The reconciliation legislation has so many bad features, it is easy to lose track of some of them.
The worst, by far, are the provisions that would allow the federal seizure of American medicine. Senator Sanders‘ takeover of health care will lead to higher Medicare premiums, drug shortages, rationing of care, benefit cuts, and tax hikes.
It’s expensive, too. The “health care” provisions are projected to cost $1.3 trillion, about 40% more than the original Affordable Care Act legislation.
The plan would expand government programs, including Medicare, Medicaid, and Obamacare. As more Americans become dependent on government health care – and as private health insurance is destabilized — a point will be reached where nationalization of health care will become inevitable.
In such a system, politicians and bureaucrats will make all the material decisions rather than by patients and their doctors. Allocation of resources will become politicized, and the sclerotic bureaucracy will limit and ration access to doctors and therapies as patients die on waitlists. There will be no consumer choice.
The pathologies of government systems have well-documented. My friends at Americans for Prosperity note that Canadians receive fewer cancer screenings than Americans do and have higher mortality rates for certain cancers. The median wait time in Canada for an MRI scan is more than two months; to be treated by a specialist, more than five months.
In Canada, people have access to just 44 percent of new life-saving drugs. Patients in Spain and Greece have access to a mere 14 percent. By comparison, Americans enjoy access to 89 percent of new drugs.
In short, citizens in government systems pay for their “free” government health care in suffering, lost income, and preventable deaths.
This brings us back to reconciliation.
Most ominously, under the Sanders‘ plan, the federal bureaucracy will mandate the price of every prescription drug in America; the bureaucrats who run Medicare will be allowed to dictate prices on behalf of all insurance plans, private as well as public.
This guarantees drug rationing and fewer life-saving cures. Government price controls always crush innovation and produce disastrous and suboptimal results.
A study by economists at the University of Chicago projects that as many as 342 fewer cures will be developed over the first few decades of government control. That’s because research and development spending will drop by as much as $2 trillion.
How many people will wind up dead because of that?
It gets worse. Senator Sanders‘s plan includes $370 billion for duplicative dental, vision, and hearing benefits to Medicare; $165 billion to expand the Affordable Care Act; $300 billion to expand Medicaid; a $400 billion Medicaid giveaway to unions; and $200 billion to change Medicare eligibility age to 60.
While new and expanded benefits may sound good, they set up Medicare for a financial crisis that will lead to huge tax increases, benefit cuts, and premium hikes.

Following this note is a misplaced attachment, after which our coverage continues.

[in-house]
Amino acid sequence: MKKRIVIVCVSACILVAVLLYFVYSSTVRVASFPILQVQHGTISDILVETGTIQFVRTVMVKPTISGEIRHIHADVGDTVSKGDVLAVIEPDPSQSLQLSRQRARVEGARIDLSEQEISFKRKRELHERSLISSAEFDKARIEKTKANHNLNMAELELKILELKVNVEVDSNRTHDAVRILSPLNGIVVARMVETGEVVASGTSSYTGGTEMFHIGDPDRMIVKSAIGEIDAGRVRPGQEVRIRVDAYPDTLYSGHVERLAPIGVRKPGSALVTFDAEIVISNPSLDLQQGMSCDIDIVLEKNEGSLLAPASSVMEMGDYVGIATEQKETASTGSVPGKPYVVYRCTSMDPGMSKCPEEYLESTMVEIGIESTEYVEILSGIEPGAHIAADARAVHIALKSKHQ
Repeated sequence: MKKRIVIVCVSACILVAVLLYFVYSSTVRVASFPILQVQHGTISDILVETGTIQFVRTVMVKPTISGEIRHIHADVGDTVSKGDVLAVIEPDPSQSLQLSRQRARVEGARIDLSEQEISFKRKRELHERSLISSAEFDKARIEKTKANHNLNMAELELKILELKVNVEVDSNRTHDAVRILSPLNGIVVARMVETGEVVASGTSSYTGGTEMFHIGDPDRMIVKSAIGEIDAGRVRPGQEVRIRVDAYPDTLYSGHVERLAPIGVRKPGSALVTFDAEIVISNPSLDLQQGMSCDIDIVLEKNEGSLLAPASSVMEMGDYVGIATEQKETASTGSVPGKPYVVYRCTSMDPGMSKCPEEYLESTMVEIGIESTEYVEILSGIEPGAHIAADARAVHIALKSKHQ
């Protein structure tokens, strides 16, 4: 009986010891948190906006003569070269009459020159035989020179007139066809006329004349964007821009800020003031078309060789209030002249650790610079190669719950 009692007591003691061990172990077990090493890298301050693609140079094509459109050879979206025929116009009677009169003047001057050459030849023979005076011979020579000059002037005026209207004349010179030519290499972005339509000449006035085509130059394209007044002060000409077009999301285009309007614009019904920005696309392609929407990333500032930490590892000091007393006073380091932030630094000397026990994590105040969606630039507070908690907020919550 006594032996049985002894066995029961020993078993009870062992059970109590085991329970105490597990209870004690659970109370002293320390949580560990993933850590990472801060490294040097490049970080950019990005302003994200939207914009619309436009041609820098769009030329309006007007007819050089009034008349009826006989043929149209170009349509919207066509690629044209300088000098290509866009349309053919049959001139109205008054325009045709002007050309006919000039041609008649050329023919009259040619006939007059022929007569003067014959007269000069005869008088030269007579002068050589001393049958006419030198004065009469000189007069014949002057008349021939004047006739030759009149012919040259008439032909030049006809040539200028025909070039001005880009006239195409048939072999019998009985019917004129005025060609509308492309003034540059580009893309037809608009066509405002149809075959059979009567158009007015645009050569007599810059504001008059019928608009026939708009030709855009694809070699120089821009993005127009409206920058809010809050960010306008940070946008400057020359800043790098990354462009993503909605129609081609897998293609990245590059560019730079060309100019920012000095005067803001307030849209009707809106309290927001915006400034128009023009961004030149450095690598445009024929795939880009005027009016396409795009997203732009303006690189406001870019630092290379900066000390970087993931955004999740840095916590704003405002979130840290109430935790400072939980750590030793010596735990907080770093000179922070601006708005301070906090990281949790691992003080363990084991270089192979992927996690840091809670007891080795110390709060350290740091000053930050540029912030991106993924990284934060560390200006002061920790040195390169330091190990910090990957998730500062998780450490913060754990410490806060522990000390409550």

Adding new benefits to Medicare will almost certainly lead to higher Part B premiums for seniors. Seniors pay about 25 percent of program costs; taxpayers pay the rest. If spending goes up, so will premiums, and so will taxes.
Medicare already covers serious medical problems affecting the eyes, teeth, and ears. Senator Sanders‘s plan would only add coverage for peripheral items, like routine checkups, cleanings, dentures, eyeglasses, and hearing aids.
Moreover, many seniors already have access to dental, vision, and hearing benefits through the popular Medicare Advantage option, and adding these costly and unnecessary benefits is a waste of money. It will lead to higher premiums and (again) higher taxes.
Right now, there are about 61 million people on Medicare. Changing the eligibility age to 60 will add nearly 23 million people to Medicare, hasten the depletion of the trust fund, and, most importantly, not materially improve health outcomes in the U.S.
Almost all of these 23 million potential new beneficiaries already have private health insurance. Why should we jeopardize both Medicare and the private insurance system by adding those who are already insured?
As more boomers retire, expanding eligibility will increase financial pressure on the program. Congress will have very few options at its disposal to save the program. Again, raising taxes, cutting benefits, and increasing premiums are about it.
But forget all that. Forget the tax increases, the premium hikes, and the benefit cuts for a moment. The entire debate about health care comes down to one question: who do you trust to make decisions about your medical care — the federal bureaucracy or you and your doctors?
Citizens want to fix what’s broken while keeping what works. People want choice and control at a price they can afford from doctors they trust with minimal federal involvement.
Senator Sanders‘ $1.3 trillion blowout means the very opposite: Federal control and decision-making, resulting in worse care at a higher cost.
• Michael McKenna, a columnist for The Washington Times, is the president of MWR Strategies. He was most recently a deputy assistant to President Trump and deputy director of the Office of Legislative Affairs at the White House.
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